Well-known conservationist Arthur Hinds has been named as the farmer who died in a tragic accident cutting down trees on Saturday.

Hinds, 71, was struck by a tree he was felling on his farm at Whenuakite in eastern Coromandel.

Hinds' son Gary Hinds, a neighbouring farmer and head lifeguard at Hot Water Beach, said his father's death "came as a hell of a shock".

"I always expected him to go at some stage on the farm but I always thought I had about another 10 years before I'd be dealing with this."

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Hinds had farmed in the area all his life and worked alongside his son for 20 years at one stage.

In 2013 Hinds won a prestigious Forest and Bird Old Blue award for a quarter century of conservation work in the Waikato and Coromandel, including leading one of New Zealand's most successful kiwi protection groups.

Hinds was involved with the Whenuakite Kiwi Care group in the Coromandel Peninsula since 2001.

The care group controls pests over an area of regenerating forest totalling about 4000 hectares.

Surveys showed the number of kiwi in the area more than tripled between 2001 and 2010 and the numbers of other species such as kaka and kereru were also growing fast.

For many years Hinds carried out pest control work on his farm, which included a large block of bush, as well as a neighbouring property he leased.

The Department of Conservation approached landowners in 2000 to expand the area being covered, and the Whenuakite Kiwi Care group was launched.

Hinds said at the time he had always cared about nature.

"Farmers can do a lot for the environment because they are working very closely with it," he said.

"I've probably always been reasonably environmentally aware because nature's always interested me - eels, birds - and it's only as you get older that you realise that we've destroyed a lot and it really worries me the legacy we are leaving for our great-grandchildren."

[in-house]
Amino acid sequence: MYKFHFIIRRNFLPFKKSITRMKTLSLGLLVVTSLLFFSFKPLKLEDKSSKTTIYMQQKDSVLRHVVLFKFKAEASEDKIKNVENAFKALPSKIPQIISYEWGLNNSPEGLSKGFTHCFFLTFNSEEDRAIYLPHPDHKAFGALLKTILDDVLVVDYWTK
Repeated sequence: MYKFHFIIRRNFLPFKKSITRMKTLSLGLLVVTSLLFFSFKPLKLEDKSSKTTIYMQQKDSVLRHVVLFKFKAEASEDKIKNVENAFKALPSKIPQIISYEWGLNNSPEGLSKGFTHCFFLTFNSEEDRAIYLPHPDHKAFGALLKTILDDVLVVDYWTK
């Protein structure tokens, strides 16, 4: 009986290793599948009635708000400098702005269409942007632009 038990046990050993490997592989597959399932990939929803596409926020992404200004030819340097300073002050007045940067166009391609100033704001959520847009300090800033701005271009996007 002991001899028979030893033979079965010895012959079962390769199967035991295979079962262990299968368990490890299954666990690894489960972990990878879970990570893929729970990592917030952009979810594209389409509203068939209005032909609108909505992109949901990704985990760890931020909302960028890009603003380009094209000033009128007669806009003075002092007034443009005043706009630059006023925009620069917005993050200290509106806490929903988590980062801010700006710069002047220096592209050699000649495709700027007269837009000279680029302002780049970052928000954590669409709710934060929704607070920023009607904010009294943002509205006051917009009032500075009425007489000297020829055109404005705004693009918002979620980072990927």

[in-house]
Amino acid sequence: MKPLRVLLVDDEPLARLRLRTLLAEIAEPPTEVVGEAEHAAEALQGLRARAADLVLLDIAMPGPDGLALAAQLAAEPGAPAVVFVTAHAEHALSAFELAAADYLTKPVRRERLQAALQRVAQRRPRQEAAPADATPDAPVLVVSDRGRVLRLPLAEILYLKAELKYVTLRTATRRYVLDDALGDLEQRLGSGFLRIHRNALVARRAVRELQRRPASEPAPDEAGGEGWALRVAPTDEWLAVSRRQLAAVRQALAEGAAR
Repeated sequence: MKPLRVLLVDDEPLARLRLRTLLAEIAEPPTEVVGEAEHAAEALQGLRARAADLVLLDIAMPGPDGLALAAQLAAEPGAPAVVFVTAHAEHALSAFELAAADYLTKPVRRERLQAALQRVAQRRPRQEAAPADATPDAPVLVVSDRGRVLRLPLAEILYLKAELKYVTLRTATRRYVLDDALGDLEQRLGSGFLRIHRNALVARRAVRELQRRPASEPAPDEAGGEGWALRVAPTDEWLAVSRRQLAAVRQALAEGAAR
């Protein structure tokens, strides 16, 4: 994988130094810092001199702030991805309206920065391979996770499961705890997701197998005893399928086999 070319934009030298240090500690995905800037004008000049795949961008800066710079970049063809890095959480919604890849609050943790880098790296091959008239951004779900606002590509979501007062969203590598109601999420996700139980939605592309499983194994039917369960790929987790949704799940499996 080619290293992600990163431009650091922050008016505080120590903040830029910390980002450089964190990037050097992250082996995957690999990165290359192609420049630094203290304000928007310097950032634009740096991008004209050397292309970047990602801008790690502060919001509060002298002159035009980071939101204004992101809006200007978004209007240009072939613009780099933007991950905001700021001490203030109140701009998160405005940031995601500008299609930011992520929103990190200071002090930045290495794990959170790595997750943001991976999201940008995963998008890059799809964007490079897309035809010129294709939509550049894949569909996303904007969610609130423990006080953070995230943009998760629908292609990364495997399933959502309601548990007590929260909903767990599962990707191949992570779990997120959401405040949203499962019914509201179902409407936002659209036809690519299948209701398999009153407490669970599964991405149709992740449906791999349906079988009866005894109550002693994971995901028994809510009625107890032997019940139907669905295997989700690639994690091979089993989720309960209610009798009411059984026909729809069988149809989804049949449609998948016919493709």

Hinds' policy of shooting dogs found loose in the care zone and his advocacy for the use of 1080 in suitable areas brought verbal attacks and even a physical assault in 2011.

A Thames man punched Hinds to the ground outside a public meeting in July 2011 as Hinds walked toward the hall in Tairua.

The 1080 protester tried to land a second blow but Hinds caught the man's arm. He was later convicted of common assault.

Hinds remained undeterred and his service to conservation continued, including chairing the Waikato Conservation Board and working with a range of community conservation groups.

Forest and Bird chief executive Kevin Hague said Hinds was "extraordinarily highly valued" within Forest and Bird where he was a long time member.

"He's been a staunch practical conservationist but also advocated for conservation work, even when that wasn't popular.

"He's been a very staunch defender of the need to use 1080 against pretty rough opposition."

Hinds was extensively quoted in Dave Hansford's book Protecting Paradise about New Zealand's native wildlife crisis.

He was also a Waikato Regional Councillor until 2007.

Gary Hinds said his father was a man of action and it was just like him to decide to cut down a tree.

"He just didn't sit back and talk. He was out there doing it."

Family members found Hinds who died at the scene. He had celebrated his 50th wedding anniversary with wife Diane at the beginning of September.

Hinds said his mother and two younger sisters Janice and Susan were coping as well as they could.

His father would be farewelled at a family funeral on the farm tomorrow.